Conditions ripe for comeback of West Nile virus

  • Article by: MAURA LERNER , Star Tribune
  • Updated: July 12, 2012 - 9:03 PM

Wet spring and hot summer are perfect for mosquitoes to breed. But nothing is certain, officials in the state say.

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Metropolitan Mosquito Control District lab is where mosquito populations are examined. The Aedes Vexans is the most common species of mosquito locally. The West Nile virus has not been tied to a certain species in Minnesota. This is a view through a microscope of dead mosquitos that had been recently captured from one trap.

Photo: Richard Sennott, Star Tribune

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Ever since the West Nile virus first showed up in Minnesota -- 10 years ago this month -- health officials have tracked it obsessively.

But for the past few years, the mosquito-borne infection has been largely missing in action. According to the official state tally, there were only eight Minnesota cases in 2010, and two last year.

Does that mean the threat is over?

Probably not, says Dave Neitzel, who tracks the virus for the Minnesota Department of Health. In fact, he says, this year's hot, dry weather might have set the stage for an upsurge -- and this is the time of year people are most likely to be infected.

"We don't have any evidence that this virus is going extinct anywhere in the U.S., much less Minnesota," Neitzel said.

So far this year, Minnesota has had one human case of West Nile illness, which developed in May in a St. Louis County man who visited south-central Minnesota.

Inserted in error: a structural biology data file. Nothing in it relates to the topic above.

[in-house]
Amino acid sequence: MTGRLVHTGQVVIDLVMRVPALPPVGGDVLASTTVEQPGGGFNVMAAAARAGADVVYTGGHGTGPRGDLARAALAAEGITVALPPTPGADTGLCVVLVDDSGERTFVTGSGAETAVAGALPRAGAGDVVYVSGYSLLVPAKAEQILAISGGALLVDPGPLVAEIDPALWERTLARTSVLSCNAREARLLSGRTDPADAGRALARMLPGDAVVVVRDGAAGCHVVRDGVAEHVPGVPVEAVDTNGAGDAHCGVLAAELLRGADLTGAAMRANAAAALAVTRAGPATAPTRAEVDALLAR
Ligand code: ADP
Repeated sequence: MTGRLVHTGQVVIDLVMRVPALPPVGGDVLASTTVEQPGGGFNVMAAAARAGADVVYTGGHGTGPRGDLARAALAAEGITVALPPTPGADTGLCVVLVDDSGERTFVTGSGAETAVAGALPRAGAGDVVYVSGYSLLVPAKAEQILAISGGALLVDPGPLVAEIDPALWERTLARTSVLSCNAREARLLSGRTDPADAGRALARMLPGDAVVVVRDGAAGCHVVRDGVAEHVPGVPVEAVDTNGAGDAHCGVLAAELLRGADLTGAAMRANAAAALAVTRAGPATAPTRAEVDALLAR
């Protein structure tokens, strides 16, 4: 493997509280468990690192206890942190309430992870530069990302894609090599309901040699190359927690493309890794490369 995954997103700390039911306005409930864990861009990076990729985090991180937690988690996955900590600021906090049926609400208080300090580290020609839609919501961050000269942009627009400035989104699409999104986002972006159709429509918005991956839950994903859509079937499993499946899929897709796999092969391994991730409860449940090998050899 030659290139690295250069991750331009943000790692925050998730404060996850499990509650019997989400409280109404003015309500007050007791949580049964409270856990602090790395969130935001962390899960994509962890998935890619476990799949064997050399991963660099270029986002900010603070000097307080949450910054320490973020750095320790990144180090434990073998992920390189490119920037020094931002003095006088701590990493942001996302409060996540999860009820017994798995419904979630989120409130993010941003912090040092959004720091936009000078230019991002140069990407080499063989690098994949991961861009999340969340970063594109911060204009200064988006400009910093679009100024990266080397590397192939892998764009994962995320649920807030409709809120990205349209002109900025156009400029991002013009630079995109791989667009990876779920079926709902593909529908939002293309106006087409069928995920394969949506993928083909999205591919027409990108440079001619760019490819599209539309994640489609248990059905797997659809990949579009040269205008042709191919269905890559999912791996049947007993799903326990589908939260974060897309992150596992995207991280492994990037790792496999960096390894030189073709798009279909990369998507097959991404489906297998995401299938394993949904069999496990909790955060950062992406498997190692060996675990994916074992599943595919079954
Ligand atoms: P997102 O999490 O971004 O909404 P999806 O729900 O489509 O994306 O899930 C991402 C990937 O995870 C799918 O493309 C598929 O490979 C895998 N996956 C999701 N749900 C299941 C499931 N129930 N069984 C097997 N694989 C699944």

The last big year for West Nile illness, which in rare cases can be deadly, was 2007 -- another hot, dry summer. That year, 101 cases were reported statewide. The number dropped to 10 in 2008 and hasn't hit double digits since.

"It's been a tricky one to pin down," said Kirk Johnson, an ecologist who specializes in mosquito-borne diseases at the Metropolitan Mosquito Control District. "The last couple of years I thought we would see an uptick in cases, and it just didn't occur at all."

Nationally, 712 cases were reported last year and 43 people died, including one in Minnesota, according to government reports. However, most people bitten by an infected mosquito have no symptoms, or a relatively mild fever, headache and rash. The most dangerous cases occur when infection spreads to the brain.

This year, experts say, the problem could get worse because of the wet spring and unusually hot, dry summer -- ideal breeding conditions for the particular species of mosquito (Culex) that carries West Nile. (Not all mosquitoes carry the virus.)

But that's no guarantee that more people will get sick, Neitzel said; there's also the "human side of the equation." Many people have been chased indoors by high temperatures, depriving mosquitoes of the chance to bite them.

Even the fact that mosquito populations are up this year might turn out to have a silver lining: When more people take precautions and use repellent, they keep infected mosquitoes from biting as well.

Scientists won't know how it turns out for some time; the peak infection period runs from mid-July through August.

Maura Lerner • 612-673-7384

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